Puppet Origin Stories: Astronaut
In 2020, at the height of the Covid-19 pandemic, we spoke to the Makers and Designers of the puppets we have in The Finger Players (TFP), to create the repository that is the Puppet Origin Stories – a humble effort to highlight the background, and the making and design history of these puppets. We hope that this can be a continued endeavour at TFP, and we hope that you can go on this journey with us.
Gravity is a performance supported by the Qualcomm Foundation, and was specially created for students with additional needs. Loo An Ni designed and created the costume, puppet and set for this production. To An Ni, this was an exercise in world building, and she tried to create contrast between the two worlds – the Space world and the Earth world.
As a starting point to land on an aesthetic that she wanted to use, An Ni considered how the astronaut graphic was being popularized, and the recent trends of incorporating astronauts in design. She landed on a vapourwave aesthetic for the Space world – signified by pastel tones, smooth textures and a “chill” vibe. In contrast, the Earth world’s main colors are green and browns. It is populated with urban decay, and incorporates rough textures, gravel and lichen.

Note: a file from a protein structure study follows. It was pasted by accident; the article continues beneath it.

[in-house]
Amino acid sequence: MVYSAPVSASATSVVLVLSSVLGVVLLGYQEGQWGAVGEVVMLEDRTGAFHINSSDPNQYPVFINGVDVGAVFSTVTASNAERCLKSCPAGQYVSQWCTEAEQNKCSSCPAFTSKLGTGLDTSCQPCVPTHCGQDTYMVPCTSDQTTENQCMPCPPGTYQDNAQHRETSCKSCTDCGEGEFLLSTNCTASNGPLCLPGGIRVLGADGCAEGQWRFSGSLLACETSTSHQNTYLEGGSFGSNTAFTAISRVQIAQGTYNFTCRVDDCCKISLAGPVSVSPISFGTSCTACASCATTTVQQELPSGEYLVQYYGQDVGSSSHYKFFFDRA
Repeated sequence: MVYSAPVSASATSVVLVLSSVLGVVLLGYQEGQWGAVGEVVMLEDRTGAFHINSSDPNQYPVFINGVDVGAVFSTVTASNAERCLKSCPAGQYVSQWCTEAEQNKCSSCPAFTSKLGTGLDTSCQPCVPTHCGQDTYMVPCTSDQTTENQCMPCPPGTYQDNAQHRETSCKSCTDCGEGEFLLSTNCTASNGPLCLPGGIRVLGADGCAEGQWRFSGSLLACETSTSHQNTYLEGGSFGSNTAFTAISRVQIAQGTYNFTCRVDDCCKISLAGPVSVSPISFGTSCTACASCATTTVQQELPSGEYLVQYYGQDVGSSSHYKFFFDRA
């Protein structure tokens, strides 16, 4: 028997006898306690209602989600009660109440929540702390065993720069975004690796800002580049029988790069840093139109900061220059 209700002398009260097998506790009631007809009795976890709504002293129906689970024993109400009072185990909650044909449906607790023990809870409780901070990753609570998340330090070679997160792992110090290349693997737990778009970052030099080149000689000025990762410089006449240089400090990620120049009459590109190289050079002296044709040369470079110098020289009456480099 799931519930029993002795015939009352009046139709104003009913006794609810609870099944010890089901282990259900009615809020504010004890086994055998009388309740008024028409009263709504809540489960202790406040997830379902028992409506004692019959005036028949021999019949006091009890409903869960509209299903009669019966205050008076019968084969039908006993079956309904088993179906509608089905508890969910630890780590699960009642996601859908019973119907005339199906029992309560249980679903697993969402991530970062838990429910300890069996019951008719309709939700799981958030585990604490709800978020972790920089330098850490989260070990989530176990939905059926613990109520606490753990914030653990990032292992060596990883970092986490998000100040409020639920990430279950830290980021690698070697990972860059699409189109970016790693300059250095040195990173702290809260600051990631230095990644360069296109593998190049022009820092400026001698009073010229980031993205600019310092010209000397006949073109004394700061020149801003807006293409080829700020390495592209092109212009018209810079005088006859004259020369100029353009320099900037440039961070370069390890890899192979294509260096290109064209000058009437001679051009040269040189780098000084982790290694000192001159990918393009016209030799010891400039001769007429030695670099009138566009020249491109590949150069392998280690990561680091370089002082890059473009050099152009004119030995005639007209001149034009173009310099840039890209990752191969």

As the Astronaut was not used to being on earth, the puppet was created to show its disjointed state. Myra Loke, the Director of the show, and a puppet designer and maker herself, suggested using slinky within the limbs to demonstrate this. An Ni recycled tea canisters and attached the slinky to both ends. It was challenging to look for pure metal slinkies but it was essential for this puppet, as magnets could be attached to it to show how the puppet’s limbs were being stretched apart and snapped back. It was also coincidence and luck that the tea cannisters that An Ni had used were also metal, so this gadget was immediately possible. The Astronaut also had a rounded aesthetic as Myra had mentioned in conversation to An Ni that she liked round things, and so An Ni incorporated that aesthetic.
The lower limbs are also secured to the upper limbs by magnets, but the limbs eventually became too heavy for the magnets to support, so it kept dropping off. The puppeteers therefore had to hold them together manually. It is therefore essential to keep experimenting to find the right balance, for the magnets’ attraction to be of the right strength so the puppeteers will not have trouble pulling it apart, and for it to be strong enough to support the limbs.
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